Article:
What Causes Stomach Pain After Sex?

Many women experience pain in their stomach during sex or afterwards, and there are a lot of mundane reasons that cause it. The medical name of this condition is dyspareunia and it is actually quite common. There is usually no reason to worry about it, but if you understand what causes it, your mind can be put at ease, and you can potentially avoid it later. 

Can deep penetration cause stomachache after sex?

In case you only experience a brief and temporary pain and it does not happen very often, the most likely reason is deep penetration. It helps to change your positions; instead of missionary or doggy style (which allow for deep thrusting), go for face off or cowgirl (which let you control penetration). 

Does the position of the uterus play a role?

Relating to deep penetration, one of the reasons it can cause pain is due to 20‐30% of women having a tipped uterus. It is nothing you should be worried about. But, during sex, it does increase the possibility of uterus being touched. Usually related to rear‐entry positions, pain after or during sex can be caused by it. 

Can gas cause stomachache after sex?

Since sex normally includes many in‐and‐outs and movements, certain amount of air is pushed into the anus or vagina and it becomes trapped. Air trapped in this way results in the completely same feeling of cramps like you would get from the usual trapped wind, but luckily it goes away quite quickly. 

Also, there is the social aspect that causes trapped wind during sex (if you don’t pass what needs to be passed but rather hold it in). However, this pain will also go away when the gas passes. 

What could orgasms have to do with stomach pain? 

During a woman’s orgasm, the muscles of her pelvic contract. Just as the contractions of uterus muscles result in period cramps, contractions during orgasm also result in this kind of pain in the pelvis and lower abdomen.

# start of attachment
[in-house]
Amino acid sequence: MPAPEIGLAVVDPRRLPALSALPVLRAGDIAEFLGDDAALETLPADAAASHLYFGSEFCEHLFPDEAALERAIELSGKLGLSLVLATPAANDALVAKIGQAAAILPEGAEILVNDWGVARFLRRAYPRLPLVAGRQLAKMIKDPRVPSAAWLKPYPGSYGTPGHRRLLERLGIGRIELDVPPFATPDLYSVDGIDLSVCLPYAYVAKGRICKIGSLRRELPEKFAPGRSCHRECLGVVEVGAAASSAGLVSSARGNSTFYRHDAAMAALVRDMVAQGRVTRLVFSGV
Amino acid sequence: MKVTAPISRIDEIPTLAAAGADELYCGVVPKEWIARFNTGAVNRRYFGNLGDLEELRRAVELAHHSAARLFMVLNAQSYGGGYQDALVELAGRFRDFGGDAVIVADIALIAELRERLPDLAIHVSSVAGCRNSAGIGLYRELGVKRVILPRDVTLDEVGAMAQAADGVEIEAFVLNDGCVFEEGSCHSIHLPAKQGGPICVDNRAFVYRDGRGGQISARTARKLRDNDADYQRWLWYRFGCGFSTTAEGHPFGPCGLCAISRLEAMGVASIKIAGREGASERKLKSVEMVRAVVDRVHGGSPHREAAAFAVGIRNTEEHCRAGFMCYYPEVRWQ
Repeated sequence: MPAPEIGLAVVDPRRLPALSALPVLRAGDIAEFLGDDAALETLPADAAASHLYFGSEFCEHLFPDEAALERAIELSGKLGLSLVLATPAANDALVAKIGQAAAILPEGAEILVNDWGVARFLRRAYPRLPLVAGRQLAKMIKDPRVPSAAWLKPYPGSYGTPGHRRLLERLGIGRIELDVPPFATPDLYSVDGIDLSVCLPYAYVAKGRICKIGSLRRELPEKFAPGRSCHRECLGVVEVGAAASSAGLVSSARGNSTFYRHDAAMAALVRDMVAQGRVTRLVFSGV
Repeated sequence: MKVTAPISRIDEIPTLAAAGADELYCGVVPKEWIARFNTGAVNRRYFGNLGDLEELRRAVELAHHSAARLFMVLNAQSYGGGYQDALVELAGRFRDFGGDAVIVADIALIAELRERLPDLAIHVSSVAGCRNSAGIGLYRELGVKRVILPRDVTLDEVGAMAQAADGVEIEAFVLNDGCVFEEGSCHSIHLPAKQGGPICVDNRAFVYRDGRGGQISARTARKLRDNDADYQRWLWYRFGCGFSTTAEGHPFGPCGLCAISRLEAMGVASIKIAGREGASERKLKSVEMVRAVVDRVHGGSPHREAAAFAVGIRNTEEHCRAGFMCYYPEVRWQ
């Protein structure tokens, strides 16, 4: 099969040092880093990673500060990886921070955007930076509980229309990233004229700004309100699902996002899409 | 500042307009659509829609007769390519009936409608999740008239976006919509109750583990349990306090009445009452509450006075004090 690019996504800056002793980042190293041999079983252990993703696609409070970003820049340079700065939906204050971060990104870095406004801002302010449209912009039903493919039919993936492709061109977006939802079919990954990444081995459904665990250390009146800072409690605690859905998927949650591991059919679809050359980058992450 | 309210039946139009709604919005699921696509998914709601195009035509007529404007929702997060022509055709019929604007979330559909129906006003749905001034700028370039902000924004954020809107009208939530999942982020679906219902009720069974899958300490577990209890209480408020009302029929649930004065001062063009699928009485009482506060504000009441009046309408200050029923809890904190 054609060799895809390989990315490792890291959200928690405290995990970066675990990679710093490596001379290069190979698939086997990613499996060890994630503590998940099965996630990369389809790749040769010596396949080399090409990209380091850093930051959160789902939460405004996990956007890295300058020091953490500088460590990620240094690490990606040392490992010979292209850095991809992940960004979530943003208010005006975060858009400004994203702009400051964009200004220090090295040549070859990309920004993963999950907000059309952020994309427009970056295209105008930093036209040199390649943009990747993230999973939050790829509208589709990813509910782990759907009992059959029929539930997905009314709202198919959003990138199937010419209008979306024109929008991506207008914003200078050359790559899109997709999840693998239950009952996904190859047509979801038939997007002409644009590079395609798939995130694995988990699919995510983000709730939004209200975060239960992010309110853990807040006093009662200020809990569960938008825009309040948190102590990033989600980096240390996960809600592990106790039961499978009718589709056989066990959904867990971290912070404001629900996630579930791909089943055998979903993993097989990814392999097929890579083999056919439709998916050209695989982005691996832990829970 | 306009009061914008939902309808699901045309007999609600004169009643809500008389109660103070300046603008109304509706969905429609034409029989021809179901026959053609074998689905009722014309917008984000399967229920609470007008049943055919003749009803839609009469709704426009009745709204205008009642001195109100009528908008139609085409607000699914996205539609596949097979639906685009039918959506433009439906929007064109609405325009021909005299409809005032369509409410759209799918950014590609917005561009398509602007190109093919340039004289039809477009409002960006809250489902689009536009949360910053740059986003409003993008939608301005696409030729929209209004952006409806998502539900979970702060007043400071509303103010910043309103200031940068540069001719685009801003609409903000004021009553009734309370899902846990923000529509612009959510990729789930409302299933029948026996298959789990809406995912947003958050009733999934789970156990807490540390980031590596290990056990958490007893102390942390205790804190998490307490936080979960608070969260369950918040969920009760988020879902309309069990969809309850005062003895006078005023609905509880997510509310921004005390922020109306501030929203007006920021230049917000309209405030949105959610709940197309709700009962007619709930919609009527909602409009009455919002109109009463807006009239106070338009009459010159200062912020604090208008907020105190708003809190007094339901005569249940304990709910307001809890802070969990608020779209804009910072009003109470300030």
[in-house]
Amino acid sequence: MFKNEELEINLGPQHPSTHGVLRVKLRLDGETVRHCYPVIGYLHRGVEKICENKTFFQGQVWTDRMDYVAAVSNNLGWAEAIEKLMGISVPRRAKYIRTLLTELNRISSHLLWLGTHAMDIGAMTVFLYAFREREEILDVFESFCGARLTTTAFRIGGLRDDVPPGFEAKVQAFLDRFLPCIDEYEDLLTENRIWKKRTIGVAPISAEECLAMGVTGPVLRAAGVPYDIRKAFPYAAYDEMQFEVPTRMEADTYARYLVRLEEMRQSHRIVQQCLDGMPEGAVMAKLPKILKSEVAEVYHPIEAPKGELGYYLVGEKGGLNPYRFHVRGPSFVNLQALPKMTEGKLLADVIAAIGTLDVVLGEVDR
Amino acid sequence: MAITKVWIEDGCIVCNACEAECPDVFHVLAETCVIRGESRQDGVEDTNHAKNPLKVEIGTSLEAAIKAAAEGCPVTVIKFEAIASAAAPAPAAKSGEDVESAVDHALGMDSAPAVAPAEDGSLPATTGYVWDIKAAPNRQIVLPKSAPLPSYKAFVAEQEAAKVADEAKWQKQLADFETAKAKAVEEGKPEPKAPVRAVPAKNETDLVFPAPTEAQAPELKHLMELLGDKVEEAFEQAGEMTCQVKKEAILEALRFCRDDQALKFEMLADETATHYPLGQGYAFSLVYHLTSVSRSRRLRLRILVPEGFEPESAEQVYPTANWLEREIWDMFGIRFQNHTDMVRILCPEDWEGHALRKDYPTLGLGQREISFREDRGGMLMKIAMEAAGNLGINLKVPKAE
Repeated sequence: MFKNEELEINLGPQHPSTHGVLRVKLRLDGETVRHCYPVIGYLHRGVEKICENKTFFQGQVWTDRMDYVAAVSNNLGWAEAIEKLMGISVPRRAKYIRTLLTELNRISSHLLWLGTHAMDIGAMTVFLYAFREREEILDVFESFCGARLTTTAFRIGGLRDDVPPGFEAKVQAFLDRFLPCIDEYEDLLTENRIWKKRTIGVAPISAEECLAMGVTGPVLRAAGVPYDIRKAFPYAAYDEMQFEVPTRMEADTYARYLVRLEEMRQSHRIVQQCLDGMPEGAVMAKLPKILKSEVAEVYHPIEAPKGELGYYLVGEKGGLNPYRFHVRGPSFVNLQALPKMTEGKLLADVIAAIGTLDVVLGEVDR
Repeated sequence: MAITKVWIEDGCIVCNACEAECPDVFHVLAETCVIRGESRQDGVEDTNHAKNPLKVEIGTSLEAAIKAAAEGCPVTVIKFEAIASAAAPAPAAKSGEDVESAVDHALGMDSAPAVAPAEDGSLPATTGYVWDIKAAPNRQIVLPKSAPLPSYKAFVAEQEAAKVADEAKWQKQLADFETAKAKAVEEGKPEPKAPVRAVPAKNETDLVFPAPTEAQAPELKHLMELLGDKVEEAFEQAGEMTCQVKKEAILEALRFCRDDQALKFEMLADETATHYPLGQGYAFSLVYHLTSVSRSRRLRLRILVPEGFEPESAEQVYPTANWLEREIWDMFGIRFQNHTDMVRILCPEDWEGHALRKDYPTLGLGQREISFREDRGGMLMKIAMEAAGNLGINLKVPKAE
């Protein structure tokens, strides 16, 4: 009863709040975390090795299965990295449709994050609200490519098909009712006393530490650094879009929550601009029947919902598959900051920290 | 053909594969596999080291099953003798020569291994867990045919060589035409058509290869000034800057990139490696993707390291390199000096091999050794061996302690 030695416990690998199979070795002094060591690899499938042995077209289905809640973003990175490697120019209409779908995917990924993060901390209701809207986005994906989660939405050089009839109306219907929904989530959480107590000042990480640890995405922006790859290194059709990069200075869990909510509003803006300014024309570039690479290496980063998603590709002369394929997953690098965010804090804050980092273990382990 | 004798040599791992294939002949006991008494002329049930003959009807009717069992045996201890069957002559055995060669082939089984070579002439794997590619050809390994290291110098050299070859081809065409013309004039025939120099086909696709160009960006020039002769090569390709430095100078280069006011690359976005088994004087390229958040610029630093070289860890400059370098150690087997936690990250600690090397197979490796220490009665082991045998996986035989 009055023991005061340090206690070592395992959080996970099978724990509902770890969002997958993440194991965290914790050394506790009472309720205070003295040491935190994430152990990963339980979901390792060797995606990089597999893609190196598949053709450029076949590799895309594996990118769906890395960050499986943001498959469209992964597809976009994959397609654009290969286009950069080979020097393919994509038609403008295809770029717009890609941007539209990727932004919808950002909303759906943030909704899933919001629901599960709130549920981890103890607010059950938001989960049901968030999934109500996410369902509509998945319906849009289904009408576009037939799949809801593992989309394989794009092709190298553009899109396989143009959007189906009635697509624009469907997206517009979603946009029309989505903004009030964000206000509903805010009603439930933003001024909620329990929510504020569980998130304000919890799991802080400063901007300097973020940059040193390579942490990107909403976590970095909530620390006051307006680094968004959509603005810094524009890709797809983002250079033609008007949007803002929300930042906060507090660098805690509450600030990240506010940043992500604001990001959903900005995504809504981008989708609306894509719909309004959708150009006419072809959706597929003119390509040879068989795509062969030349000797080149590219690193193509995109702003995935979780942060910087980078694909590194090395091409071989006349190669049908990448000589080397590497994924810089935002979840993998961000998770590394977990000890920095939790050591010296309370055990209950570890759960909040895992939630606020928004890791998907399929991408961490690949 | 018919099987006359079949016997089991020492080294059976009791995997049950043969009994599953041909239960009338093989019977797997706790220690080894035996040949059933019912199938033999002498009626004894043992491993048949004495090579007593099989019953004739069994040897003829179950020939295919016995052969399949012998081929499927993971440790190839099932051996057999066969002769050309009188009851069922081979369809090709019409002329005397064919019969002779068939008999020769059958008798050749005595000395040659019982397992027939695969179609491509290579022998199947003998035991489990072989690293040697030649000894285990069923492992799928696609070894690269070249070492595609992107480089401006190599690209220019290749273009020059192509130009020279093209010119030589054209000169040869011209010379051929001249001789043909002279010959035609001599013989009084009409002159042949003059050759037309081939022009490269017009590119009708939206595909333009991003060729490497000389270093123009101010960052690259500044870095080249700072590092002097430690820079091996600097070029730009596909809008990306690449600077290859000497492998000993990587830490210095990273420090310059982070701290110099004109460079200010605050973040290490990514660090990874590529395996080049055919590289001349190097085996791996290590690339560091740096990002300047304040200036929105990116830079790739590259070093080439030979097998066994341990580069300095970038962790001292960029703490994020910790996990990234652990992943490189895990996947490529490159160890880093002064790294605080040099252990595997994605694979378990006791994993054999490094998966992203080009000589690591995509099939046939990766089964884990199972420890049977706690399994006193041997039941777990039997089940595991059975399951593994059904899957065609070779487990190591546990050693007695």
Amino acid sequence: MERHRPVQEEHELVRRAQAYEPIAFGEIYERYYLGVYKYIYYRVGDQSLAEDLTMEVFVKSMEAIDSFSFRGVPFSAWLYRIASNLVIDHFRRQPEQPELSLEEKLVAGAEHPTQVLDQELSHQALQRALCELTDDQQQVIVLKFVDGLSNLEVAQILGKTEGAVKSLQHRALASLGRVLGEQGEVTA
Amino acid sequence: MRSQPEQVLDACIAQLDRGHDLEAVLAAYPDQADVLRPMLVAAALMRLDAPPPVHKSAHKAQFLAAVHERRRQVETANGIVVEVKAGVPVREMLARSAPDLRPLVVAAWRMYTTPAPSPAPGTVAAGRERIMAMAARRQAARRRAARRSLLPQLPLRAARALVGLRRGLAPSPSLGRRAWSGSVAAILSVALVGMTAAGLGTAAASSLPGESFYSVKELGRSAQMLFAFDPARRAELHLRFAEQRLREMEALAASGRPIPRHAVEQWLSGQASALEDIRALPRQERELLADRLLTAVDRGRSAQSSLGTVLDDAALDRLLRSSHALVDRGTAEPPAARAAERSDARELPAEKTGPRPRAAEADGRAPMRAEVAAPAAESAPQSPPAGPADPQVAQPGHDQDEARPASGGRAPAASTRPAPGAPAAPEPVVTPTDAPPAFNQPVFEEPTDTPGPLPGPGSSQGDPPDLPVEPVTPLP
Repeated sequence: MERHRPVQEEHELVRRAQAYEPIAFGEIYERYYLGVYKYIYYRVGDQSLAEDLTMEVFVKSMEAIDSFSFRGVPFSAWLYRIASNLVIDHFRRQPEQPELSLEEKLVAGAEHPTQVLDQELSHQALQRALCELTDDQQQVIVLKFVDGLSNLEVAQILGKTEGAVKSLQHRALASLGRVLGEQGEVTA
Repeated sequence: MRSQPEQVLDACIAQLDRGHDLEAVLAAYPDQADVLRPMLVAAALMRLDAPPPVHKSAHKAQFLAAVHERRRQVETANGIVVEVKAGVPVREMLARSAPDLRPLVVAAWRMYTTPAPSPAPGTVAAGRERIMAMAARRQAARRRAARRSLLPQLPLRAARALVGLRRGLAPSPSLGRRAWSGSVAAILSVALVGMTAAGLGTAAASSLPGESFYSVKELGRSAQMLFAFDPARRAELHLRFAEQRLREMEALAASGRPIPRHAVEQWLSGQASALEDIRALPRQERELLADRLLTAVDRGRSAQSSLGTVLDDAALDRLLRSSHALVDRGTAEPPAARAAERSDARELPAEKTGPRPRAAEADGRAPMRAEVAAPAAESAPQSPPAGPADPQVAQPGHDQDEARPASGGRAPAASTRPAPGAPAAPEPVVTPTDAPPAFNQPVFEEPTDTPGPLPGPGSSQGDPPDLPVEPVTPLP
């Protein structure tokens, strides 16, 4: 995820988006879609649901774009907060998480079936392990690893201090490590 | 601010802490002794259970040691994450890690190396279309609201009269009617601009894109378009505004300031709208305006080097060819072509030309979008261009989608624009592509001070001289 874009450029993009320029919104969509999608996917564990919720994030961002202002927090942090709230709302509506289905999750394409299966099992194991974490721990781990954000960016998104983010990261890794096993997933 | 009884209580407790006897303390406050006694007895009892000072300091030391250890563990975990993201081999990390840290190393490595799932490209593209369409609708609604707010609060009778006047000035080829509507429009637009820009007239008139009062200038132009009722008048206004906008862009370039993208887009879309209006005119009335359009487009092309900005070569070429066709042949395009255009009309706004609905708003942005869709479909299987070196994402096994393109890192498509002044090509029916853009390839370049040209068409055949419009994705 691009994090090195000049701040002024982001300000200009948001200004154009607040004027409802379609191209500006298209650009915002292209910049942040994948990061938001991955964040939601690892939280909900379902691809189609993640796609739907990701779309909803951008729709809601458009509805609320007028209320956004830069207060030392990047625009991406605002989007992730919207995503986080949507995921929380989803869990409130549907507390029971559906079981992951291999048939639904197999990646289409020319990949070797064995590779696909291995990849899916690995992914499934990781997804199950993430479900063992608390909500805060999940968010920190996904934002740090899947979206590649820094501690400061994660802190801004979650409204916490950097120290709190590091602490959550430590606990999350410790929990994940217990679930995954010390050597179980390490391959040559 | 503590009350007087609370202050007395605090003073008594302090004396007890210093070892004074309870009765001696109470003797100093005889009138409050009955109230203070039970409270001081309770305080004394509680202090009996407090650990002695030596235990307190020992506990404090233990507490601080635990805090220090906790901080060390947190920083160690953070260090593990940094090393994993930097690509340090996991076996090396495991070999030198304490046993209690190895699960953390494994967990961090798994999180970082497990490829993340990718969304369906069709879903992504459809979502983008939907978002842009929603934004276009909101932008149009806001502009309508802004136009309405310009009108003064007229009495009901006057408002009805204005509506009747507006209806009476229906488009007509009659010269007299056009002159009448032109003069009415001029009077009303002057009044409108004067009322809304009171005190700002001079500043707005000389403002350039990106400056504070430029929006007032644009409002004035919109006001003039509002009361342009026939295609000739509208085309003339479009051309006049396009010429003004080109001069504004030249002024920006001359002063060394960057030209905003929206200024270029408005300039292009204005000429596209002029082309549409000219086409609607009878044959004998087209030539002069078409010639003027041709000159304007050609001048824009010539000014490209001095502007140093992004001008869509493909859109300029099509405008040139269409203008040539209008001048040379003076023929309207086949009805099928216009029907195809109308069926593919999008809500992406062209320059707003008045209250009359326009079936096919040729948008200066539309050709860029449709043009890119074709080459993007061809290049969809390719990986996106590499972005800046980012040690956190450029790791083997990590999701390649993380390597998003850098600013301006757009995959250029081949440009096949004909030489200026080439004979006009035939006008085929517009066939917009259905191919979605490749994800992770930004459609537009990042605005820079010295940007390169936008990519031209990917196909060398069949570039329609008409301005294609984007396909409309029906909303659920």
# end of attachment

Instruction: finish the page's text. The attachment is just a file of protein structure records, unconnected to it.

There are factors that can increase the possibility of experiencing pain following orgasm, and these can be some contraceptive pills, pregnancy and underlying medical conditions. 

Can an infection be the culprit?

Although it brings joy and fun, sex also comes with certain infection risks (particularly for women). Urinary tract infections (UTI), are on the average 14 times more common in women. Sex can be a be a trigger for these, and the usual symptoms are pain when urinating and abdominal pain, bloody or cloudy urine and increased urinary frequency. 

Infections that are sexually transmitted are another factor of risk, and they include Gonorrhoea and Chlamydia, but also many others. These are usually not followed by any symptoms, but if symptoms do appear, the most common ones are a burning feeling while urinating, unusual discharge or stomach pain.

In case you’re worried about having an STI, you can use a simple at‐home kit to test yourself and then proceed with appropriate treatment.  

The emotional aspect

Our physical and emotional responses are linked extremely closely and the strongest relationship is between our gut and our brain. They share a lot of neurotransmitters, and the enteric nervous system, which is the very own nervous system of our digestive system, has more than 100 million nerve endings.

As a result, what happens in your brain can affect your gut. Since sex stirs up many different emotions and thoughts, it can cause performance anxiety, relationship questions or issues, love, embarrassment, and many more. So, in case you experience stomach pain following sex, you might want to think about what’s lingering in your mind. 

Underlying medical conditions

A lot of medical conditions which are female‐specific can cause pain after or during sex. Endometriosis, ovarian cysts and pelvic inflammatory disease (PID) are the leading causes. Even if you don’t suffer from any of these but you continually experience pain, it is recommended to see a doctor. 

Although the reasons behind stomach pain during or after sex are usually not hazardous, it’s necessary to relieve the pain and get everything checked, just to make sure it’s nothing more serious.